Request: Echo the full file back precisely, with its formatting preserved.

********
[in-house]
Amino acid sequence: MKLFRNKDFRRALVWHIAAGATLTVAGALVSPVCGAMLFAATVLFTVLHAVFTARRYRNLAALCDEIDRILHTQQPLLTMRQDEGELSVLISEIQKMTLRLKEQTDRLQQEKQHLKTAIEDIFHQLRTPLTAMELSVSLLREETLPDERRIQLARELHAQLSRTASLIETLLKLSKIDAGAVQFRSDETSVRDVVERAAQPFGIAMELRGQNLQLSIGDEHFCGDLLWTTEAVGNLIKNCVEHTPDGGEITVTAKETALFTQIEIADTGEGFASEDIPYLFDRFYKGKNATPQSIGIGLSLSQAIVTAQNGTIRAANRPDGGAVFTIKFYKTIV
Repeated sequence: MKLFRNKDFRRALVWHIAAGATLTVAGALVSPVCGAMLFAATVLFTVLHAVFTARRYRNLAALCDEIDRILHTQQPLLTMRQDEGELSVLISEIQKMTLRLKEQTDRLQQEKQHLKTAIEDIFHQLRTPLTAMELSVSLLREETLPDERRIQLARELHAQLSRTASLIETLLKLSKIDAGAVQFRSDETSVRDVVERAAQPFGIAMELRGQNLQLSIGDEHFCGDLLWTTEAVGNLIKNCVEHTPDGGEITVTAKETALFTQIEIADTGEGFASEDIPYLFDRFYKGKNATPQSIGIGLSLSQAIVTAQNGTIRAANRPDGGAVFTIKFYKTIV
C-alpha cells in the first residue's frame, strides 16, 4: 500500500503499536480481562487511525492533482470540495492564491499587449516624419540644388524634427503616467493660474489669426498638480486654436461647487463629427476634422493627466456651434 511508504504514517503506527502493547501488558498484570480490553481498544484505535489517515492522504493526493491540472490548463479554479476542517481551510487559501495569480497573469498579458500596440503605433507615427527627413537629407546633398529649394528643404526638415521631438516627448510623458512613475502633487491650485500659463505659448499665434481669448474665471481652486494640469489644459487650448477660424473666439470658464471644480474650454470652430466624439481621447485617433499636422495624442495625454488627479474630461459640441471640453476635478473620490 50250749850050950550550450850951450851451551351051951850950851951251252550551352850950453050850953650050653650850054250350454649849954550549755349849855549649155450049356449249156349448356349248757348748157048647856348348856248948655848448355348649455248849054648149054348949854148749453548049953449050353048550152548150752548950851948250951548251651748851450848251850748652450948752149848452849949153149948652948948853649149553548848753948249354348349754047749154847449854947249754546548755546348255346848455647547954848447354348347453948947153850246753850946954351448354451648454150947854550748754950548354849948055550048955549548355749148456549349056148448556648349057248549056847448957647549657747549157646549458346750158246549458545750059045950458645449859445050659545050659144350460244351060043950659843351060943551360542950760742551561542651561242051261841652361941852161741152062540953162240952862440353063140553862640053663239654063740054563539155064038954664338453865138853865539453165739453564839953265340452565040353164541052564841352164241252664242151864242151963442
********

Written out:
[in-house]
Amino acid sequence: MKLFRNKDFRRALVWHIAAGATLTVAGALVSPVCGAMLFAATVLFTVLHAVFTARRYRNLAALCDEIDRILHTQQPLLTMRQDEGELSVLISEIQKMTLRLKEQTDRLQQEKQHLKTAIEDIFHQLRTPLTAMELSVSLLREETLPDERRIQLARELHAQLSRTASLIETLLKLSKIDAGAVQFRSDETSVRDVVERAAQPFGIAMELRGQNLQLSIGDEHFCGDLLWTTEAVGNLIKNCVEHTPDGGEITVTAKETALFTQIEIADTGEGFASEDIPYLFDRFYKGKNATPQSIGIGLSLSQAIVTAQNGTIRAANRPDGGAVFTIKFYKTIV
Repeated sequence: MKLFRNKDFRRALVWHIAAGATLTVAGALVSPVCGAMLFAATVLFTVLHAVFTARRYRNLAALCDEIDRILHTQQPLLTMRQDEGELSVLISEIQKMTLRLKEQTDRLQQEKQHLKTAIEDIFHQLRTPLTAMELSVSLLREETLPDERRIQLARELHAQLSRTASLIETLLKLSKIDAGAVQFRSDETSVRDVVERAAQPFGIAMELRGQNLQLSIGDEHFCGDLLWTTEAVGNLIKNCVEHTPDGGEITVTAKETALFTQIEIADTGEGFASEDIPYLFDRFYKGKNATPQSIGIGLSLSQAIVTAQNGTIRAANRPDGGAVFTIKFYKTIV
C-alpha cells in the first residue's frame, strides 16, 4: 500500500503499536480481562487511525492533482470540495492564491499587449516624419540644388524634427503616467493660474489669426498638480486654436461647487463629427476634422493627466456651434 511508504504514517503506527502493547501488558498484570480490553481498544484505535489517515492522504493526493491540472490548463479554479476542517481551510487559501495569480497573469498579458500596440503605433507615427527627413537629407546633398529649394528643404526638415521631438516627448510623458512613475502633487491650485500659463505659448499665434481669448474665471481652486494640469489644459487650448477660424473666439470658464471644480474650454470652430466624439481621447485617433499636422495624442495625454488627479474630461459640441471640453476635478473620490 50250749850050950550550450850951450851451551351051951850950851951251252550551352850950453050850953650050653650850054250350454649849954550549755349849855549649155450049356449249156349448356349248757348748157048647856348348856248948655848448355348649455248849054648149054348949854148749453548049953449050353048550152548150752548950851948250951548251651748851450848251850748652450948752149848452849949153149948652948948853649149553548848753948249354348349754047749154847449854947249754546548755546348255346848455647547954848447354348347453948947153850246753850946954351448354451648454150947854550748754950548354849948055550048955549548355749148456549349056148448556648349057248549056847448957647549657747549157646549458346750158246549458545750059045950458645449859445050659545050659144350460244351060043950659843351060943551360542950760742551561542651561242051261841652361941852161741152062540953162240952862440353063140553862640053663239654063740054563539155064038954664338453865138853865539453165739453564839953265340452565040353164541052564841352164241252664242151864242151963442